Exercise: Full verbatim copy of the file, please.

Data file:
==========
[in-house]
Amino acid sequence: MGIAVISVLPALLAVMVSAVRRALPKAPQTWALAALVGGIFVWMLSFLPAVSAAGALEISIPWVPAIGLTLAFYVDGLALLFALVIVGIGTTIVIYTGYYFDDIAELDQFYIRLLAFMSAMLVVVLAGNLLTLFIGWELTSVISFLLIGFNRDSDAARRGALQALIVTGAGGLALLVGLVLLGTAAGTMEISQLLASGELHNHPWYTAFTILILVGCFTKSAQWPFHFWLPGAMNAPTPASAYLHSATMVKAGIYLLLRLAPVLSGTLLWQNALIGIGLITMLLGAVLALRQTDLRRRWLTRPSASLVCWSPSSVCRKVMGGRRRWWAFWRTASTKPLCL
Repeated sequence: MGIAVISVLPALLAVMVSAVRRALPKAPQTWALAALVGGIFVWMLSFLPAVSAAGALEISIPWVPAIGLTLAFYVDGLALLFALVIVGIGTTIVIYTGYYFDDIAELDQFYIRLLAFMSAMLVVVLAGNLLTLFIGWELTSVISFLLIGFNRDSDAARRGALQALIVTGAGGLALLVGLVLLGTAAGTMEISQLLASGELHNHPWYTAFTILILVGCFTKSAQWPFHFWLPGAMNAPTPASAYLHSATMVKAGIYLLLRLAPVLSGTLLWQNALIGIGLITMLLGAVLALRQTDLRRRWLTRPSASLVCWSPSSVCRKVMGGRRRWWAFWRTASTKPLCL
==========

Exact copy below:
[in-house]
Amino acid sequence: MGIAVISVLPALLAVMVSAVRRALPKAPQTWALAALVGGIFVWMLSFLPAVSAAGALEISIPWVPAIGLTLAFYVDGLALLFALVIVGIGTTIVIYTGYYFDDIAELDQFYIRLLAFMSAMLVVVLAGNLLTLFIGWELTSVISFLLIGFNRDSDAARRGALQALIVTGAGGLALLVGLVLLGTAAGTMEISQLLASGELHNHPWYTAFTILILVGCFTKSAQWPFHFWLPGAMNAPTPASAYLHSATMVKAGIYLLLRLAPVLSGTLLWQNALIGIGLITMLLGAVLALRQTDLRRRWLTRPSASLVCWSPSSVCRKVMGGRRRWWAFWRTASTKPLCL
Repeated sequence: MGIAVISVLPALLAVMVSAVRRALPKAPQTWALAALVGGIFVWMLSFLPAVSAAGALEISIPWVPAIGLTLAFYVDGLALLFALVIVGIGTTIVIYTGYYFDDIAELDQFYIRLLAFMSAMLVVVLAGNLLTLFIGWELTSVISFLLIGFNRDSDAARRGALQALIVTGAGGLALLVGLVLLGTAAGTMEISQLLASGELHNHPWYTAFTILILVGCFTKSAQWPFHFWLPGAMNAPTPASAYLHSATMVKAGIYLLLRLAPVLSGTLLWQNALIGIGLITMLLGAVLALRQTDLRRRWLTRPSASLVCWSPSSVCRKVMGGRRRWWAFWRTASTKPLCL